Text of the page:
This a great way to get your child’s attention and make sure they are, taking note of what you are saying.
2. Countdown Warning
Always give a before warning when you need something done. Something along the lines of “in 5 minutes I need you to start packing up the toys”
3. Speak Calmly But Firm
If after the countdown warning you still don’t get a response, use a firmer calm voice.
4. Don’t Back Down
One of the most important rules of parenthood is “never back down”.
If you ask your child to do something and they don’t or won’t do it, never back down and do it yourself.
Even if it takes 30 minutes to get a 5-minute task done don’t back down.
It might seem like too much hassle now but the next time your child will do it faster because they know you won’t back down.
5. Listen to Your Child
There might be a valid reason that they don’t want to do what you have asked.
Give them the opportunity to explain themselves before you decide to react.
6. Don’t Go On and On
We’ve all been there. We’ve heard someone go on and on about something so much that in the end, we switch off completely.
We find a way to completely shut the annoying voice out. Don’t let that shut out voice be yours.
Common Myths About Parents Who Shout
1. They don’t love their children
2. They have no respect towards their children
3. They have no self-control
4. They are bad parents
5. They will permanently psychologically damage their children
6. They can never change.
I consider myself to be a good mom but I do occasionally find myself yelling at my kids.
It’s not always because my children can be naughty, sometimes its because I’m not patient. Sometimes the fault is with me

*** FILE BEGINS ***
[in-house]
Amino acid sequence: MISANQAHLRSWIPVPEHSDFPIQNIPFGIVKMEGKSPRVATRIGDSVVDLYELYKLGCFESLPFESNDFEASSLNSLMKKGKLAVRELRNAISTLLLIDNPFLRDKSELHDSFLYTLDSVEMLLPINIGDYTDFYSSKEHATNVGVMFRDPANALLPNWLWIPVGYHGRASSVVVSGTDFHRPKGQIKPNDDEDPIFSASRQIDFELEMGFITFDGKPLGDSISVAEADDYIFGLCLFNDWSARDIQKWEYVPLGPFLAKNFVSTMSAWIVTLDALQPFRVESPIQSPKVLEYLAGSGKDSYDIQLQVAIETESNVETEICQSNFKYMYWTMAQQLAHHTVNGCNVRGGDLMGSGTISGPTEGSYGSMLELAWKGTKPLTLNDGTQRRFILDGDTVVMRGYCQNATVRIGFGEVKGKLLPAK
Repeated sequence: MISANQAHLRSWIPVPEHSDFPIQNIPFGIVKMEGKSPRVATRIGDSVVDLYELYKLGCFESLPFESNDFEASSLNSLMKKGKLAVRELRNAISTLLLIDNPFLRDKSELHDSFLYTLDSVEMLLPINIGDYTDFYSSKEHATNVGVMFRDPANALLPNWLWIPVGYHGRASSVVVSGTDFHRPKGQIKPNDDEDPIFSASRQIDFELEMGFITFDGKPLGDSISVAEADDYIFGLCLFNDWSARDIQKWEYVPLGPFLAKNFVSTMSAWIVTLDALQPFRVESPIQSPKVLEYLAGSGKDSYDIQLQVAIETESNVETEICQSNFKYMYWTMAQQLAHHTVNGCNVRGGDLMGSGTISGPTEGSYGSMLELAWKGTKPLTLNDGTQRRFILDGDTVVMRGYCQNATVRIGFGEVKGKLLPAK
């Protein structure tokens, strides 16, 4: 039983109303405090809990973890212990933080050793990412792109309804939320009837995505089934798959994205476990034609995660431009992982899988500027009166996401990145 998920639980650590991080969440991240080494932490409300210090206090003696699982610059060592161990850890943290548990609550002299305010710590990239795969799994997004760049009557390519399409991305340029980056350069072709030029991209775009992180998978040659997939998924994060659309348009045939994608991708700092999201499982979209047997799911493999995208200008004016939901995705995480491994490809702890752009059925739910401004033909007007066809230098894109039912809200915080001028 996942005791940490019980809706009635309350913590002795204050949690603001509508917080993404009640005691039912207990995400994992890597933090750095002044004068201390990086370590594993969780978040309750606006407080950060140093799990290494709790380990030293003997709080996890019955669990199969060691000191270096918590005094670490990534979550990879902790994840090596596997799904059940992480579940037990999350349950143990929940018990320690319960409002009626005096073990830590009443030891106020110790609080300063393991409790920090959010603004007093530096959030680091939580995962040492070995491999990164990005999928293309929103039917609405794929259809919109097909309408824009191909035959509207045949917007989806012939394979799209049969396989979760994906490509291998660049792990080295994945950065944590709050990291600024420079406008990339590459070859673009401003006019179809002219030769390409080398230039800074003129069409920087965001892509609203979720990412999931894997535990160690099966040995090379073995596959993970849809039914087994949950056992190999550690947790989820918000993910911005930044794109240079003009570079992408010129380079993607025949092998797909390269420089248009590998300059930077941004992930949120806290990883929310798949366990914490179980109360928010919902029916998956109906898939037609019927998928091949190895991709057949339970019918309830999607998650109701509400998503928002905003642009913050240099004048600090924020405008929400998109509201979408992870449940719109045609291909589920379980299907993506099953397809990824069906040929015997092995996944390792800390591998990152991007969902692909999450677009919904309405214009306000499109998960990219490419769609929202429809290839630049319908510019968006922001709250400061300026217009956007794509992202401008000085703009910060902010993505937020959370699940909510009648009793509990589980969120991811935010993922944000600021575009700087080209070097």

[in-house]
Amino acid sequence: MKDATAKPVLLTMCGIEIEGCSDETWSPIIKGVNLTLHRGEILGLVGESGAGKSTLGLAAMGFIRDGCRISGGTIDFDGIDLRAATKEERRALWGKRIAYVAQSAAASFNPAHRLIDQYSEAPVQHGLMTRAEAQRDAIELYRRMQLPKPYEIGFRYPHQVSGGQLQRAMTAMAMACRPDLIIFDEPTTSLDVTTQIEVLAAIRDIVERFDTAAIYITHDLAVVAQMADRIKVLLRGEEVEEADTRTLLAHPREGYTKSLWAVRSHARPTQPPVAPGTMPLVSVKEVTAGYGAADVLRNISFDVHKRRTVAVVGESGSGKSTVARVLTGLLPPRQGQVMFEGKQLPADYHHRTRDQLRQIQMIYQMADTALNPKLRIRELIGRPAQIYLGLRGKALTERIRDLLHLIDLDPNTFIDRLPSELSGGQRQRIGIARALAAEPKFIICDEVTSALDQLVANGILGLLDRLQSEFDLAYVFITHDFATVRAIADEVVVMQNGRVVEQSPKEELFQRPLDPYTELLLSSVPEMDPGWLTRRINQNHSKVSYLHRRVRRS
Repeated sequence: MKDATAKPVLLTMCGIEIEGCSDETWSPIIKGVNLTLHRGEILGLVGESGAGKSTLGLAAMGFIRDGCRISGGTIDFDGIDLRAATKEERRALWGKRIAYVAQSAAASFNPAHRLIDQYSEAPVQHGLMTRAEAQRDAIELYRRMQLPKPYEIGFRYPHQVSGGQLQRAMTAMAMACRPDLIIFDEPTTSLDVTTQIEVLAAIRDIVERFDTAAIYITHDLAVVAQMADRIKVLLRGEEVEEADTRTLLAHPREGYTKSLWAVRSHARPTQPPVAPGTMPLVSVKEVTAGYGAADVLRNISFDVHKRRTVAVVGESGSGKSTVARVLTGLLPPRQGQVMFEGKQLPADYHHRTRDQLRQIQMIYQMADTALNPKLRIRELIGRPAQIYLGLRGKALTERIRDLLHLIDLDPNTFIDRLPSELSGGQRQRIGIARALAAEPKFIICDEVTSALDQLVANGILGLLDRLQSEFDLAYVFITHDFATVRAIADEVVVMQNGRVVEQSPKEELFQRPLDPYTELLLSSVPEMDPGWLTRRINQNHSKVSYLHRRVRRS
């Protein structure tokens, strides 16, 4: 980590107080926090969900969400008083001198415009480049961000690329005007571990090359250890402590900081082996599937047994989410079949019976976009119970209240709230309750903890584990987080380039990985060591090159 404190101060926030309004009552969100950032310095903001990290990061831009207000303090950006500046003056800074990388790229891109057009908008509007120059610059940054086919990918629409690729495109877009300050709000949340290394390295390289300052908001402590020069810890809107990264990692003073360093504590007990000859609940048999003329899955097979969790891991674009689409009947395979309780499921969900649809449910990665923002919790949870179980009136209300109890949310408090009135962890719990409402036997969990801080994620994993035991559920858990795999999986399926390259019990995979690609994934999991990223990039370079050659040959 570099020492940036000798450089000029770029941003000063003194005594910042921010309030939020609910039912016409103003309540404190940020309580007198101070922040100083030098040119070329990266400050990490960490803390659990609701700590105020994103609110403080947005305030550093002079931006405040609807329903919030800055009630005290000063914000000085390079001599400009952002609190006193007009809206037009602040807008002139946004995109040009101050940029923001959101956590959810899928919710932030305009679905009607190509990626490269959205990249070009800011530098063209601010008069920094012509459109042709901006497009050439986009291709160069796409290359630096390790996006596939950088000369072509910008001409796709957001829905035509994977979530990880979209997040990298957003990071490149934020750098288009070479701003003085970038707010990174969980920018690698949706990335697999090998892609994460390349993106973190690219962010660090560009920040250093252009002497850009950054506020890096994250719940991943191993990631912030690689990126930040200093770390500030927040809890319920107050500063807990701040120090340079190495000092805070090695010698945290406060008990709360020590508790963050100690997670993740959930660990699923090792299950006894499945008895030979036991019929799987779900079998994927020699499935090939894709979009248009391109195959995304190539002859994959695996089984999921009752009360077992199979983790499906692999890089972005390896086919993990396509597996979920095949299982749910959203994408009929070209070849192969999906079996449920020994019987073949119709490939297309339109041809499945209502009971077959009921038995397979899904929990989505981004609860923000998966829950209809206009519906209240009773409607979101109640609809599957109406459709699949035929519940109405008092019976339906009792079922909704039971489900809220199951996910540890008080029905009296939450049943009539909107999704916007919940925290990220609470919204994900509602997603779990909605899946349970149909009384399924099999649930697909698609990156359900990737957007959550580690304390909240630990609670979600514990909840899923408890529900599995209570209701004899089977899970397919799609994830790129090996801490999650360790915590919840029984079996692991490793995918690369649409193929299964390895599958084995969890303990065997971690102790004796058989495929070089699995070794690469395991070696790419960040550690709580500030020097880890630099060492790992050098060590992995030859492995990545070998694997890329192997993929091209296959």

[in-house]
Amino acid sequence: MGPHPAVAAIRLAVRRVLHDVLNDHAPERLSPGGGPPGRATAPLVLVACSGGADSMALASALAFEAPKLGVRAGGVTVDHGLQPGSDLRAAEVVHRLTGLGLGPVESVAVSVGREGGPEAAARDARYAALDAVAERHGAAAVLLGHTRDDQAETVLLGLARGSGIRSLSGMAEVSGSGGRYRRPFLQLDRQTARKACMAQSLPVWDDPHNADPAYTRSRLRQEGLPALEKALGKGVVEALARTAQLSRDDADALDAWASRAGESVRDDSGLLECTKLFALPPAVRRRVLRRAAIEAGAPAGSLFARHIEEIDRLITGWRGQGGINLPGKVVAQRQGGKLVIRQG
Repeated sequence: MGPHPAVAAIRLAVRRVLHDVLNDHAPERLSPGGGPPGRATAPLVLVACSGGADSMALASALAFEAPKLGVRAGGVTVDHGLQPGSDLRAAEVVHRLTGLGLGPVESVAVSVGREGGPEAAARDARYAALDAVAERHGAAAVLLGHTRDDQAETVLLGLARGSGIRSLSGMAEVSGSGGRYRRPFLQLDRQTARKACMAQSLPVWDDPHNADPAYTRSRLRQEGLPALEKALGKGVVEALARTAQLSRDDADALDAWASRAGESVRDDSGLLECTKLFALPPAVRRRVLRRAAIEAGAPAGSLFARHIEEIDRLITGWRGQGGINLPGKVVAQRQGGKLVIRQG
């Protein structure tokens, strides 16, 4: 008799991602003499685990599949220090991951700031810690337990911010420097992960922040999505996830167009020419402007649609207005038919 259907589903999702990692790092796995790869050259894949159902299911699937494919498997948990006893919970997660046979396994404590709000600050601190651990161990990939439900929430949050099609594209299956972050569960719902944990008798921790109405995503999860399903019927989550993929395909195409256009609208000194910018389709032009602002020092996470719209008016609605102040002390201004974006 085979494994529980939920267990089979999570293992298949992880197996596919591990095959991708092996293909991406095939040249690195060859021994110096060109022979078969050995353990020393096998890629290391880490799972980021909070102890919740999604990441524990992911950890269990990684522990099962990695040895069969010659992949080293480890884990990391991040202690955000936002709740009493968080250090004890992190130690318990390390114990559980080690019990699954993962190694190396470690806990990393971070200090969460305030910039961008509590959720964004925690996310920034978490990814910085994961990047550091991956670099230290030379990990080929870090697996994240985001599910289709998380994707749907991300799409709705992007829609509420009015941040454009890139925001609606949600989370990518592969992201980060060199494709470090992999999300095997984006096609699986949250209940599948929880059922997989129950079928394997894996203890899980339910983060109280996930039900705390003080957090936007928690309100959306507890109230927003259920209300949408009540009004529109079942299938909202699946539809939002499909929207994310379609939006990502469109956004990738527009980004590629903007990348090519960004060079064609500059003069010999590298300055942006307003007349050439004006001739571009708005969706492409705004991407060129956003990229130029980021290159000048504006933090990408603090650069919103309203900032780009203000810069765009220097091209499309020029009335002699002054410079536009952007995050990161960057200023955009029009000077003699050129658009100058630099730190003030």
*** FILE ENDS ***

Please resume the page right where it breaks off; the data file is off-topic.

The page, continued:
Children need time to explore and learn things, we need to give them the time to learn and make mistakes.
Methods to Help you Stop Yelling at Kids
1. Stay Calm
Calm down and leave the situation if you feel you are getting too angry.
Take the time to evaluate why you feel so angry. Usually, there is an underlying reason.
A lot of the time when I think about why I am so angry it’s not because I think my children are being disobedient but rather I am stressed out about something else.
2. Rubber Band Method
I love this method because it makes you take a good look at your day.
The idea is that you place 5 rubber bands on your wrist. Each time you yell at your kids or get angry you move your rubber band to the other wrist.
For every negative thing you say to your child you have to give a positive affirmation in order to move the rubber band back to the previous arm.
At the end of the day, you can evaluate where your rubber bands are and aim for a better day the next day.
It certainly keeps you in check!
3. Don’t Take it Personally
Never take anything that your child does personally.
I doubt very much that your child is calculated enough to be deliberately trying to destroy you.
They are just being a child and you are taking things too personally. It’s not personal, it’s child’s play.
4. Try a Different Point of View
Look at things from your child’s point of view. It’s good to remember what its like to be a child sometimes.
Forget about your money worries, work issues and all the other stressful things that go on in life and enjoy now.
Look at life through the eyes of your child.
5. Get Help
If you know you are going through a rough patch get some help with the children. Find a way to get a little bit of “me time” to help deal with any pressure you may have.
The last thing you want is to have mommy guilt because you are so stressed out.
I always say to people that motherhood is a journey that you can never complete. Every day there is something new to learn.
Sometimes we have to learn that new thing from our children.
There are no perfect families out there.
That family that you keep comparing yours too have their own problems going on that you know nothing about.
Enjoy your time now because you won’t have it forever.
One of my favorite phrases is “the days are long but the years are short”. There has never been a truer word.
If you messed up today, try again tomorrow.